The next book in the Color & Learn series, Coloring Southern California Butterflies and Caterpillars, is currently in production. During this pandemic, we need your help producing this book that will support the San Diego Natural History Museum (SDNHM). Your donations would help assure that this book will be published this year. Donations of $50 or more will be rewarded with a signed copy of the book.
Educator Bill Howell, author of this new book, has trained hundreds of SDNHM Canyoneers and Mission Trails Regional Park Trail Guides so that they can better interpret the natural world to the general public. His fondness for butterflies and their kin is apparent in this new book. Bill is donating all of his author royalties to the SDNHM. We need your help to produce this book. Donations may be mailed directly to Sunbelt Publications, indicating that the funds are to be used to publish the latest in the Color & Learn series. Our address is 1250 Fayette Street, El Cajon, CA 92020.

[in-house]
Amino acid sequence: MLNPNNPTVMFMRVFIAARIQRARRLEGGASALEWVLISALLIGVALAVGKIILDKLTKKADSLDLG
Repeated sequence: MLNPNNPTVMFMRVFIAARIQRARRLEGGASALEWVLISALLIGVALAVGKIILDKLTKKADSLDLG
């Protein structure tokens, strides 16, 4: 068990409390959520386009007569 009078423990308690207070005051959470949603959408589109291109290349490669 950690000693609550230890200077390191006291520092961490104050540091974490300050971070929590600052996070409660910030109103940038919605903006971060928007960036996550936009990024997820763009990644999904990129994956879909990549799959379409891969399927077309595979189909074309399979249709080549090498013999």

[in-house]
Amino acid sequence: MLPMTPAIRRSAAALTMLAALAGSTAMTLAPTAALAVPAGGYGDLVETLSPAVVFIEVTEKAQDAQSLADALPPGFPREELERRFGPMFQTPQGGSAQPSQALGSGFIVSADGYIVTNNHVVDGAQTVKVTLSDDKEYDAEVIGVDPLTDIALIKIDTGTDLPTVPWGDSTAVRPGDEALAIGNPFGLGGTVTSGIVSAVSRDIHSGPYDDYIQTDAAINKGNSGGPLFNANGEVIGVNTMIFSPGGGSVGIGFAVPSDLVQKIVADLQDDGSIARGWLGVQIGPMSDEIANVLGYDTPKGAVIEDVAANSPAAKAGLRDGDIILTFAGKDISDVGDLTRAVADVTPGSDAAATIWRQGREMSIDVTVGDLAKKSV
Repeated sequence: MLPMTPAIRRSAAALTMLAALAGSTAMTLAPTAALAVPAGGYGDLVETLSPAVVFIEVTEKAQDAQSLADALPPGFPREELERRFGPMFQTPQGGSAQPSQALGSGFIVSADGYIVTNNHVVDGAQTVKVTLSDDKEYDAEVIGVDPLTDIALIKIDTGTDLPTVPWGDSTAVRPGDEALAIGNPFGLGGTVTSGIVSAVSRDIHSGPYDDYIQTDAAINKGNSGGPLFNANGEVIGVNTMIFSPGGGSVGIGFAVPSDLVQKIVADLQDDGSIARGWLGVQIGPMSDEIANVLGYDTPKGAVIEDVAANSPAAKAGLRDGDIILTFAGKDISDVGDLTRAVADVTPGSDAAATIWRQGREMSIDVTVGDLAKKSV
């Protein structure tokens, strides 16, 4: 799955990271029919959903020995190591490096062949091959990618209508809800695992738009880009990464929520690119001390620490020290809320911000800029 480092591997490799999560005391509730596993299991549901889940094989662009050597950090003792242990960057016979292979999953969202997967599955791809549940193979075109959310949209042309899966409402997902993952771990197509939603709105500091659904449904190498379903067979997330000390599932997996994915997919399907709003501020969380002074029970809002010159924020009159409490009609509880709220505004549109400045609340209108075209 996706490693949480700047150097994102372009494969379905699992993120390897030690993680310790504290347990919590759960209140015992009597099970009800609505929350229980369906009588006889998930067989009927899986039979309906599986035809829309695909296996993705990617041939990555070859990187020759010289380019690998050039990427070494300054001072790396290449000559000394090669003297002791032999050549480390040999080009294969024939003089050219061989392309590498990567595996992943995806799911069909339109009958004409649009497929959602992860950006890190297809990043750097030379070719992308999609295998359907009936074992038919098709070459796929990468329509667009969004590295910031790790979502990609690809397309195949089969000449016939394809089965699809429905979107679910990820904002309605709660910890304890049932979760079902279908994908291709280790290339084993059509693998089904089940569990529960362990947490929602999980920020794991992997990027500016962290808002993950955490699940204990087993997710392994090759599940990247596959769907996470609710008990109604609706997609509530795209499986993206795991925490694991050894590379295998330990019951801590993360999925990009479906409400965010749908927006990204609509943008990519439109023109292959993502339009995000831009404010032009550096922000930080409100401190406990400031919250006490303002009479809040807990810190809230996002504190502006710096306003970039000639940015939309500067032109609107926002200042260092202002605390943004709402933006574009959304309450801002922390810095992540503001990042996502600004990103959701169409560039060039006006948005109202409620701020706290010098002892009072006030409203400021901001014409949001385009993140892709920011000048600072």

To show our gratitude to our fans, please enjoy a free coloring page from this upcoming title and the interpretive text that accompanies the image. This page features the Anise Swallowtail, a commonly seen resident of southern California backyards. Have you seen them visiting your neighborhood?
Anise Swallowtail (Papilio zelicaon)
The Anise Swallowtail butterfly may be the most extensively seen swallowtail in southern California. It extends into southern Canada and is common in the western United States, except in desert areas. Like most (but, not all) swallowtail butterflies it has a swallow-like tail on each hindwing. The naked caterpillar has no hairs or filaments and has bands of green and black stripes with pale yellow spots. All swallowtail caterpillars, if disturbed, extend a stinky, orange bifurcated protrusion from the back of their head to allegedly deter predators. The forked projection is called an osmeterium. The food plant for the caterpillar includes members of the carrot family with fennel being a favorite. The chrysalis is held upright with a necklace of silk and ranges in color from bark-brown to leaf-green and suggests a camouflage strategy.